Tenant Fees Act (2019): What you should Know


25 Oct, 2019 — 3 mins read

The Tenant Fees Act came into force on 1st June 2019. The basic premise of the new law is there is a default ban on ALL tenant fees (including admin and agency fees) unless the act specifically permits them. 

The permitted list does not include fees such as admin and agency fees, referencing, inventories, credit checks, cleaning, gardening or requirements for Insurance

Here’s everything a landlord needs to know about the Tenant Fees Act (2019).

Summary of Tenant Fee Ban

Limit tenancy deposits to five weeks’ rent

Limit holding deposits to one week’s rent

Ban any other payments (except contractual default penalties)

Fines of £5,000 for first offence (civil)

Fines of £30,000 for second offence (criminal)

What’s in the Act?

Here are the key new rules contained in the Act.

1. All Payments Prohibited Except Rent, Deposits and Three Exceptions

Landlords or their agents will no longer be allowed to charge tenants for anything except: the rent, the tenancy deposit and a holding deposit (more on these below).

This means you will no longer be allowed to ask tenants to cover the cost of their own referencing. You also won’t be able to charge check-in, inventory or admin fees.

2. Three Fees Are Exempt

The only three exceptions are for contract amendments and two kinds of ‘default’ fees. These are fees you can charge when the tenant breaks the tenancy agreement. You will have to write these clauses into your contract to be able to charge tenants these fees while the tenancy is in progress.

(a) Late Rent Fees

You will be able to charge fees for rent payments that are over 2 weeks late. The fees can be up to 3% plus the Bank of England base interest rate. Because this is an annual interest rate, you will have to calculate the amount of pro rata interest accrued on the outstanding rent.

 (b) Lost Keys

You will also still be able to charge tenants for losing their keys (or other security device if your property is high-tech). But you will only be able to charge a reasonable amount for which you can provide evidence of the cost to you.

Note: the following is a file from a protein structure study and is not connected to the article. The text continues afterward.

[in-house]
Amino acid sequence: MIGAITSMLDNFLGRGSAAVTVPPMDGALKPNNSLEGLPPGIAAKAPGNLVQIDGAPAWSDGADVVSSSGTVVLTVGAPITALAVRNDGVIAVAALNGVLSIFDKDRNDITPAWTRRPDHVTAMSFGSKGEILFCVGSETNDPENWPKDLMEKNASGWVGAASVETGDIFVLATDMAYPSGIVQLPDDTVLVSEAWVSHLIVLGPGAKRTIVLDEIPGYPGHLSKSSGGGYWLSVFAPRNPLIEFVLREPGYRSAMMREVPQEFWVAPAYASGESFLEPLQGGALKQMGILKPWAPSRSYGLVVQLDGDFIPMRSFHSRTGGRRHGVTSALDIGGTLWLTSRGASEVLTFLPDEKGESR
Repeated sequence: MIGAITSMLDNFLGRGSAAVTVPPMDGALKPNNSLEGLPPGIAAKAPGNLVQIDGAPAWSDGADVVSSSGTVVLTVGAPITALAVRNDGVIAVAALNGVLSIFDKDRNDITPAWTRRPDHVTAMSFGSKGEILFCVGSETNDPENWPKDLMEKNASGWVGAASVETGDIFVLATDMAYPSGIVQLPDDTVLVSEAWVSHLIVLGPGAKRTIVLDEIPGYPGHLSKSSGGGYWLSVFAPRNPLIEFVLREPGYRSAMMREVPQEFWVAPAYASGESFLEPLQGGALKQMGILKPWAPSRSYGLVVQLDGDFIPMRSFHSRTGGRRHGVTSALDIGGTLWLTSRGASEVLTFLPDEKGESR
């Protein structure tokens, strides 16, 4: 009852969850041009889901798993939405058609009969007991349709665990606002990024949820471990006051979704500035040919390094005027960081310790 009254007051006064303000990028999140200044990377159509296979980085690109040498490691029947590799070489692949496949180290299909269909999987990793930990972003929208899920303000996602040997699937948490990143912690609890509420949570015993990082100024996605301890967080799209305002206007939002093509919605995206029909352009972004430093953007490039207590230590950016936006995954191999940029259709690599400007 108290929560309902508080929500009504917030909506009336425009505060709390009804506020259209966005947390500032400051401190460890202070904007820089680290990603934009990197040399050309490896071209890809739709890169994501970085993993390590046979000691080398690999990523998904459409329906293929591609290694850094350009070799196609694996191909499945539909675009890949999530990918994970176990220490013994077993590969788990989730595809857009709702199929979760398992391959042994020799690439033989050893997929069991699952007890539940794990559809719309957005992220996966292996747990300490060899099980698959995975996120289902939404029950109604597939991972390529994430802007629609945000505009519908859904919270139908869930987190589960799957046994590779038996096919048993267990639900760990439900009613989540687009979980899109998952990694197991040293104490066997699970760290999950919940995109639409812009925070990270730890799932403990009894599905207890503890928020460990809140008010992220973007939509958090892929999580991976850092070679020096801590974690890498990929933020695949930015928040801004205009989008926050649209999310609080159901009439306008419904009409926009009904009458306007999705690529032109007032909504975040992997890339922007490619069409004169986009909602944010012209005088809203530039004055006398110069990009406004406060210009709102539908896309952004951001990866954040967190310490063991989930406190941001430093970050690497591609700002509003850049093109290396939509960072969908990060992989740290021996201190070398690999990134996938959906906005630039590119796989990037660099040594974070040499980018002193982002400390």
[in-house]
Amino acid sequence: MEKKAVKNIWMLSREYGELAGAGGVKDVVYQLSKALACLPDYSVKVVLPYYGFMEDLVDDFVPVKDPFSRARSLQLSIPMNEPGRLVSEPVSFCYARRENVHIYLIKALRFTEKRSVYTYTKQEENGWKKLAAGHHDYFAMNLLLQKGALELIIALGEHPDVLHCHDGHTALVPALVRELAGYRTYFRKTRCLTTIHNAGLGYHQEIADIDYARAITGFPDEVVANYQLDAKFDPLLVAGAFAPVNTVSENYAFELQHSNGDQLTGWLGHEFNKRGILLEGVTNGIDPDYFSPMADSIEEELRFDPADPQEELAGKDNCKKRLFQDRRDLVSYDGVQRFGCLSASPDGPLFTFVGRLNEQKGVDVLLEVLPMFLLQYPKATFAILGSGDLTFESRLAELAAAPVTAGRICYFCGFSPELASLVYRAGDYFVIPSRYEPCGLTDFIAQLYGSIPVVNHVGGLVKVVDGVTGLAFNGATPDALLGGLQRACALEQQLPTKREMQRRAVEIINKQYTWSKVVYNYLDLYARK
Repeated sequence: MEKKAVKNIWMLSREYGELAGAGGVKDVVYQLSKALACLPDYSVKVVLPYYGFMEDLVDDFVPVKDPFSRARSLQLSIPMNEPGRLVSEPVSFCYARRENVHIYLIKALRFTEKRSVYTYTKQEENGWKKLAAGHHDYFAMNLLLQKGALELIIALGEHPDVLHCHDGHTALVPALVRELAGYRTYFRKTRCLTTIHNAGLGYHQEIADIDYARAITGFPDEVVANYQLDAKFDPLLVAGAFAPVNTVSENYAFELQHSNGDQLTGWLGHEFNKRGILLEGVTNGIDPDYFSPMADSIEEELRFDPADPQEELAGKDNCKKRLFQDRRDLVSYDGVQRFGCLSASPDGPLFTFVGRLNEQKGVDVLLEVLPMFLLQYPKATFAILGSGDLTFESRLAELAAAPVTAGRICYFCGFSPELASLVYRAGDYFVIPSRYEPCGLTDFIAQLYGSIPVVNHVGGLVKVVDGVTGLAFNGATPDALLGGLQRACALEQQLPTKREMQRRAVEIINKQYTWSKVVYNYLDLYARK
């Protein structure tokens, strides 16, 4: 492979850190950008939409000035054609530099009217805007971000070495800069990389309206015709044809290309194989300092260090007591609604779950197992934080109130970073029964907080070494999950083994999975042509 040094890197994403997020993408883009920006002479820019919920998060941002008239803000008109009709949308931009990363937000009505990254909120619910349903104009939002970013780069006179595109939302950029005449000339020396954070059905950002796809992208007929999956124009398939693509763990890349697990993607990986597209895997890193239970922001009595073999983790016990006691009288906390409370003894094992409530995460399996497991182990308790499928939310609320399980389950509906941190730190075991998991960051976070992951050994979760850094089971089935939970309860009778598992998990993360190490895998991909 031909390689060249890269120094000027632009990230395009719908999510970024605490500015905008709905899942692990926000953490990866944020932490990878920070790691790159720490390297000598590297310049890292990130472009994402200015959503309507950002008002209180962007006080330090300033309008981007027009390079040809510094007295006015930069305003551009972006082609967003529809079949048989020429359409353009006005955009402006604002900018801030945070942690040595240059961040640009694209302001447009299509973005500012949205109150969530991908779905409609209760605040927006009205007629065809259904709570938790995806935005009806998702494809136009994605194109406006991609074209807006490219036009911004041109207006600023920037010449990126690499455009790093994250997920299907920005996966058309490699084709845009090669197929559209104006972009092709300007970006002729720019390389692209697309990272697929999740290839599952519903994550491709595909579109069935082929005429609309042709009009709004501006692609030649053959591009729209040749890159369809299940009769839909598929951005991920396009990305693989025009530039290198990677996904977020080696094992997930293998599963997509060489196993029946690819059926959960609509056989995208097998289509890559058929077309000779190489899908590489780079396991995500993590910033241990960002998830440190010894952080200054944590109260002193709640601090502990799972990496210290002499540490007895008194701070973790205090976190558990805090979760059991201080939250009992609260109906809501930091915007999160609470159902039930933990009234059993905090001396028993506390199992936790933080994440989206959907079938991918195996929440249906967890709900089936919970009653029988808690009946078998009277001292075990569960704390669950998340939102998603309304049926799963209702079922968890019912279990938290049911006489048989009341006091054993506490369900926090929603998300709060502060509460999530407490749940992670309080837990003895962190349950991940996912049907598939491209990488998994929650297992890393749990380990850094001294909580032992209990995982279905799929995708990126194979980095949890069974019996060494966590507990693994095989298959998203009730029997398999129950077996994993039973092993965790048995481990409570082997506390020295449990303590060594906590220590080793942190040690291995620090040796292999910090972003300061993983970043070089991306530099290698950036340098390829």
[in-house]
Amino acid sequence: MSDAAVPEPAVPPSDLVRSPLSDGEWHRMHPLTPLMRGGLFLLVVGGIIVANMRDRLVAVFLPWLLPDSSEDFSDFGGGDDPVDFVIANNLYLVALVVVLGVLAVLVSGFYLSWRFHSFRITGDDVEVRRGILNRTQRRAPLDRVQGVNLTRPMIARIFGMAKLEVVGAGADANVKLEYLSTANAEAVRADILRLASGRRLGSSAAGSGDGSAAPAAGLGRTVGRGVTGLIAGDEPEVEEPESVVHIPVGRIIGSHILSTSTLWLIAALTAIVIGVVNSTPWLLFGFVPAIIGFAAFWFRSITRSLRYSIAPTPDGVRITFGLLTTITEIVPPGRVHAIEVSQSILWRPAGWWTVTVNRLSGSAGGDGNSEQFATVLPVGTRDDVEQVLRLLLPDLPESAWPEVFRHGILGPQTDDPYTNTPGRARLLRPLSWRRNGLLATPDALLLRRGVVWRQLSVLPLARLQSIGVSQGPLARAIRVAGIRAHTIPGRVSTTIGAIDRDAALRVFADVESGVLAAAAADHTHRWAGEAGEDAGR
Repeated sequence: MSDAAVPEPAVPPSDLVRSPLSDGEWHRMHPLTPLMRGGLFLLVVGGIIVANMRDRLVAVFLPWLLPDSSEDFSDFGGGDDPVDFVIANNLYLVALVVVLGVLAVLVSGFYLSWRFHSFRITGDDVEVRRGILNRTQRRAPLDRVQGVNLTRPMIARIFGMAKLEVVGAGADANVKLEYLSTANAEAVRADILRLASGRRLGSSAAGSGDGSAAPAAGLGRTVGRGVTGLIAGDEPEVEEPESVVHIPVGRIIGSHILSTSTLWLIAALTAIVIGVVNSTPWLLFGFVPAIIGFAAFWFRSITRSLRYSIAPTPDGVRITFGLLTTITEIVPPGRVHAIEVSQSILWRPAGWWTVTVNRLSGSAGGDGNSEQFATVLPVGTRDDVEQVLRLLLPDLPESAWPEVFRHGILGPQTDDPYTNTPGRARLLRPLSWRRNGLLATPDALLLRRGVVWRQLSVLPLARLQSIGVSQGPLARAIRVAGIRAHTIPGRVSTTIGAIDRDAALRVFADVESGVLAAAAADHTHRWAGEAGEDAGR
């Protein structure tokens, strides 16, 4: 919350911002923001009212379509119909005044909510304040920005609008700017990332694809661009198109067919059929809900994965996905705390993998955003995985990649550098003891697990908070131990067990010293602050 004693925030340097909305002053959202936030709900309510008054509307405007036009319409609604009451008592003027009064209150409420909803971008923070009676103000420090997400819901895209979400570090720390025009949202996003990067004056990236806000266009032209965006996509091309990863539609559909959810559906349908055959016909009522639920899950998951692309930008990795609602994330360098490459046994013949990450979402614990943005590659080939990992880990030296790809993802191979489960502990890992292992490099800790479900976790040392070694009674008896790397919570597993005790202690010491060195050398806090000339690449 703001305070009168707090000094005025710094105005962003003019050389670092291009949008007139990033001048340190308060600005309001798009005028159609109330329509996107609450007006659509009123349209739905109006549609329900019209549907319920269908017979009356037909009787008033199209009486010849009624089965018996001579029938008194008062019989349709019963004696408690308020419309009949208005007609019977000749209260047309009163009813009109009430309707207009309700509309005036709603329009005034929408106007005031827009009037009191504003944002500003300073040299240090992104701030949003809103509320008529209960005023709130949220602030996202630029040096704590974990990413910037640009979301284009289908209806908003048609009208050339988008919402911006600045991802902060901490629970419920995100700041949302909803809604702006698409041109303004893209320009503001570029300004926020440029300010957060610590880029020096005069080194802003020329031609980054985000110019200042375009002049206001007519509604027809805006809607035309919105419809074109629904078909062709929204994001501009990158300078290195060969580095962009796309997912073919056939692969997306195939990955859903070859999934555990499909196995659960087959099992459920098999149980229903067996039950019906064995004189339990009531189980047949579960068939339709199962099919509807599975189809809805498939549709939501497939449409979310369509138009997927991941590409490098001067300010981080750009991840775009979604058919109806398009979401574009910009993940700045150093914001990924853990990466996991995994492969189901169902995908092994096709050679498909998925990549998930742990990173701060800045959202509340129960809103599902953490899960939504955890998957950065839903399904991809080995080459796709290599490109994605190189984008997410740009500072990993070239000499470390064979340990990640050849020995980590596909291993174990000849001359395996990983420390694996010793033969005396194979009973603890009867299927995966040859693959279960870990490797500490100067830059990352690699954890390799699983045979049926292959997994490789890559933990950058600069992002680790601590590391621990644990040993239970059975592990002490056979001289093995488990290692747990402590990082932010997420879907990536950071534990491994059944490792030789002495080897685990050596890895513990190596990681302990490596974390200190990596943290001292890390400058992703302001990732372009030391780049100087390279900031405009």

(c) Changes to Tenancy

Landlords can charge up to £50 for making changes to the terms of the tenancy. For example, adding a new tenant to the tenancy or allowing a pet.

Landlord can charge more than £50 if they are able to demonstrate their costs exceeded £50, but it is expected that this will not happen often.

Crucially, this exception does not apply to renewals or changes to the length of the tenancy

3. Cap on Tenancy Deposits 

Tenancy deposits, also called security deposits, are to be limited to five weeks’ rent for annuals rents under £50,000. For properties whose annual rent is £50,000 or more, tenancy deposits will be capped at six weeks’ rent. 

4. Cap on Holding Deposits

Holding deposits will be limited to one week’s rent.

5. New Rules on Holding Deposits

The Act includes new rules about how holding deposits must be treated.

The holding deposit must be returned to the tenant: either in payment back to the tenant, or being put towards the first rental payment, or the security deposit.

There are some exceptions. In these cases the landlord can keep the holding deposits:

The tenant withdraws

The tenant doesn’t take all reasonable steps to enter the tenancy

The tenant fails a right to rent check

The tenant provides misleading information which materially affects their suitability to rent the property

6. Repayment of Holding Deposits

Landlords will only be able to hold the holding deposit for 15 days unless another ‘deadline’ date is agree in writing. After the deadline, the holding deposit must be repaid within 7 days according to the above rules (see 5). The holding deposit can be repaid to the tenant, or it can be put towards the rent or tenancy deposit.

What Are the Penalties to Landlords Who Charge Tenant Fees?

Landlord (or agents) who charge illegal fees will face paying huge fines.

The first offence would be a civil offence, with a fine of £5,000.

If the offence is repeated within five years, there would be either a criminal offence or a fine of £30,000.

There are also plans to help tenants recoup any illegal fees they paid from the landlord (or agent).

Can I Still Charge Bills as Part of the Rent?

Yes. You can still include bills in the rent for the following utilities and services:

Council tax

Utilities, e.g. gas, water, electricity

Television license

Communication services (e.g. broadband)